I thought that the U.S. economy was supposed to be “booming”.

Isn’t that what they have been telling us?

In recent weeks I have repeatedly brought up current economic numbers that are even worse than the last recession, and yet so many people out there continue to insist that everything is just fine.

No, everything is definitely not “just fine”.

Economic activity is slowing down dramatically, and many believe that things are about to get a whole lot worse.  In fact, Peter Schiff is warning that what is ahead “is going to be worse than what we now call the Great Recession”…

People are going to realize that we checked into the monetary roach motel that I talked about from the beginning and that there’s no way out, and then the dollar is going to fall like a stone.

When they find out that it’s never over and it didn’t work, then there’s going to be nothing propping up the dollar and it’s going to drop like a stone, the price of gold is going to take off, and the recession that we’re entering into, which is going to be an inflationary recession, is going to be worse than what we now call the Great Recession.

Maybe it’s taken longer than we might have thought to play out, but this is the beginning of the end.”

I wish that I had better news for you today, but I don’t.

The retail apocalypse is accelerating, America’s debt crisis is starting to reach a critical level, and very challenging days are approaching for all of us.

Get Prepared NowAbout the author: Michael Snyder is a nationally-syndicated writer, media personality and political activist. He is the author of four books including Get Prepared Now, The Beginning Of The End and Living A Life That Really Matters. His articles are originally published on The Economic Collapse Blog, End Of The American Dream and The Most Important News. From there, his articles are republished on dozens of other prominent websites. If you would like to republish his articles, please feel free to do so. The more people that see this information the better, and we need to wake more people up while there is still time.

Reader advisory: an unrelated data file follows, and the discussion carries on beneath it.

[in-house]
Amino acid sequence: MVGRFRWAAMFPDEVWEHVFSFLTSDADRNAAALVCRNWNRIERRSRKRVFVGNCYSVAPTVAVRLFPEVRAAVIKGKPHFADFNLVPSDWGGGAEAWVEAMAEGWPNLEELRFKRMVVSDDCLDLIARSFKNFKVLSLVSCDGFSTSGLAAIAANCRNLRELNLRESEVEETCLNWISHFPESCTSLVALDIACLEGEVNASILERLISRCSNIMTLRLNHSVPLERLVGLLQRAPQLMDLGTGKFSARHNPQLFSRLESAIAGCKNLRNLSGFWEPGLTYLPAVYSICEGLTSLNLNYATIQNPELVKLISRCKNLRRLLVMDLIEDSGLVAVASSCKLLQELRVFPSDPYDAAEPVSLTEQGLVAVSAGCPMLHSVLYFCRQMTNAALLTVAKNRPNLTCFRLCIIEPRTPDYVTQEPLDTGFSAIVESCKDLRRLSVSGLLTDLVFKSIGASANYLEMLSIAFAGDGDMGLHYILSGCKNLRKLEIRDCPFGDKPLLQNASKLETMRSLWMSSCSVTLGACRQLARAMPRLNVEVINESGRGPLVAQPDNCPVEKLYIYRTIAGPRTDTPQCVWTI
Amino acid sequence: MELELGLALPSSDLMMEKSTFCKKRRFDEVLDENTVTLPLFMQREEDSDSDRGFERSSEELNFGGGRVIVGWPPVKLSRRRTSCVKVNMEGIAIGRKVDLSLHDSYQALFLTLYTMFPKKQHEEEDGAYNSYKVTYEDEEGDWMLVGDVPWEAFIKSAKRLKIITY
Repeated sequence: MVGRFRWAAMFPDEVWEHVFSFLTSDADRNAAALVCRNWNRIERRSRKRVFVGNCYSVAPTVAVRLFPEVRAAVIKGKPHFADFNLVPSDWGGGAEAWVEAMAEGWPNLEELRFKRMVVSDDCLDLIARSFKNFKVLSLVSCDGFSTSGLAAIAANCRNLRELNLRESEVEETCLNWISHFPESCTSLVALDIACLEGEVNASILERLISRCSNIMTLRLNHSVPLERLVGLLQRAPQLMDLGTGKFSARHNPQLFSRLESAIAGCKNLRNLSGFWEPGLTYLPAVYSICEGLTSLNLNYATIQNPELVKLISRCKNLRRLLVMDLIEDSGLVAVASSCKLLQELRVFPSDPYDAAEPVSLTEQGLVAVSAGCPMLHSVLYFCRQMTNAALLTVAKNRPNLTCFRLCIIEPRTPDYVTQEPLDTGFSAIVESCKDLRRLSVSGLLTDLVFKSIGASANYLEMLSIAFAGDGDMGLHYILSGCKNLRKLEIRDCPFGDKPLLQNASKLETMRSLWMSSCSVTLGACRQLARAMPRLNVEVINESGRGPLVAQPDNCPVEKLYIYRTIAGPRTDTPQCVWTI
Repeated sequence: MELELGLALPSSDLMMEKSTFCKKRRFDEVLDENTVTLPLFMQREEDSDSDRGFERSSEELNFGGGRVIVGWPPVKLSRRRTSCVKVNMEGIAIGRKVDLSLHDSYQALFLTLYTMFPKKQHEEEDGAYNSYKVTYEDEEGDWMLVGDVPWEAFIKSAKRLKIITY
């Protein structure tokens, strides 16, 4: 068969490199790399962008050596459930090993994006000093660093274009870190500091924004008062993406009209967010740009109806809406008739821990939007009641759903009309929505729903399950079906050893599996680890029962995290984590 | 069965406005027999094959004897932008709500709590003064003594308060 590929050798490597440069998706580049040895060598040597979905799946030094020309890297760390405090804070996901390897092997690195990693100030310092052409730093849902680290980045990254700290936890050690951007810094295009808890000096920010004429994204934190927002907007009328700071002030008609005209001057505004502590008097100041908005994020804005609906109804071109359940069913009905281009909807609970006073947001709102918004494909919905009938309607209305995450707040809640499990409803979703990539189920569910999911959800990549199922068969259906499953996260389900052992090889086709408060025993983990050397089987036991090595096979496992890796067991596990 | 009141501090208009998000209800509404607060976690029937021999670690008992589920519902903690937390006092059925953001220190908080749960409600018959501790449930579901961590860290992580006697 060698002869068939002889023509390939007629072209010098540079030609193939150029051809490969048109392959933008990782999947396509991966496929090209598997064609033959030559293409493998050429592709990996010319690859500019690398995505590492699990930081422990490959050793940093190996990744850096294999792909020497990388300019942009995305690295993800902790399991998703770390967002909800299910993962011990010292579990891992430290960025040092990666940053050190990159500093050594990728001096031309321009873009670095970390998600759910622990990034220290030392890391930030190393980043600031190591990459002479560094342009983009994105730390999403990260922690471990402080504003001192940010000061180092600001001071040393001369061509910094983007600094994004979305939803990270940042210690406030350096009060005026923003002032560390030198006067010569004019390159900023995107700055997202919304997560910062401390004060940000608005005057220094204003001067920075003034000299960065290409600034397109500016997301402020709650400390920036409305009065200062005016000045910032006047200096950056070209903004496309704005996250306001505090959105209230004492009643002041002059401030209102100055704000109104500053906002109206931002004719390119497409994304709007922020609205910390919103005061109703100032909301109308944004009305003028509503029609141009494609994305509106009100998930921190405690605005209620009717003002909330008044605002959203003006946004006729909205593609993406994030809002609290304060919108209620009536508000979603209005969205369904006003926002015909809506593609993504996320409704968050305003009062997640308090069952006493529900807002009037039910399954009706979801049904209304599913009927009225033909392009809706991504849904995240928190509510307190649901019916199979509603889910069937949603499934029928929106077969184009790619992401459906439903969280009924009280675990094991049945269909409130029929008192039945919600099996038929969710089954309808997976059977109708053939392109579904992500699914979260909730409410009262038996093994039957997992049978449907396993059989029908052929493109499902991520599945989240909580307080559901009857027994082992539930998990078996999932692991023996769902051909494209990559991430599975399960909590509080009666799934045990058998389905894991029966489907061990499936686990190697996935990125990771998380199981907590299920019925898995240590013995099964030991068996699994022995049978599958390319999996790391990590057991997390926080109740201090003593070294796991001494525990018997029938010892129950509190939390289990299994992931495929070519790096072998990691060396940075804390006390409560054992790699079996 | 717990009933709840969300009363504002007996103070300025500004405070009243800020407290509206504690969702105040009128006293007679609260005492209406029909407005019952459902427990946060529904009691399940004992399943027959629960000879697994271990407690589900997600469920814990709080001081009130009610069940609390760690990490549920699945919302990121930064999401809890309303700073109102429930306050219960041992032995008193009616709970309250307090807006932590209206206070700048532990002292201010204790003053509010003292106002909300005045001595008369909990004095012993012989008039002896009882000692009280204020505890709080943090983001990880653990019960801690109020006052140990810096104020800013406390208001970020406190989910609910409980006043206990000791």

The Retail Apocalypse Picks Up Speed As Sears, JCPenney, Brookstone And Mattress Firm Spiral Toward Bankruptcy

Over 20 major retailers have filed for bankruptcy since the beginning of last year, and in 2018 we may break the all-time record for annual store closings that was established just last year.  We are in the midst of the worst retail apocalypse in American history, and it appears to be picking up speed as retail giants such as Sears, JCPenney, Brookstone and Mattress Firm spiral toward bankruptcy.  We live at a time when the middle class is being systematically destroyed, and so the truth is that U.S. consumers simply do not have as much discretionary income as they once did.  Many large retailers believed that things would eventually turn around, and they have been fighting very hard to survive, but now time has run out for quite a few of them.

Mattress Firm

Everyone knew that Mattress Firm was in deep trouble, but it still surprised many of us when it was announced that they are officially planning to file for bankruptcy.  The following comes from Reuters

Mattress Firm Inc, the largest U.S. mattress retailer, is preparing to file for bankruptcy protection as soon as this week, as it seeks to exit costly store leases and shore up its business, people familiar with the matter said on Tuesday.

At this moment Mattress Firm has approximately 3,000 brick-and-mortar locations, and as those stores close down those abandoned buildings are going to be giant eyesores on street corners all over America.

Brookstone

When I was a kid back in the 1980s, it seemed like Brookstone had an outlet in every mall I visited.  But now Brookstone has filed for bankruptcy, and all remaining mall stores will be shut down

Brookstone filed for bankruptcy and will close its remaining 101 mall stores.

The mall and airport seller, best known for massage chairs, quirky gadgets, and travel luggage, filed for Chapter 11 bankruptcy in federal court on Thursday. It was Brookstone’s second bankruptcy round in four years.

Sears

Sears has been shutting down stores for years, but up until now they have never admitted that bankruptcy was on the horizon.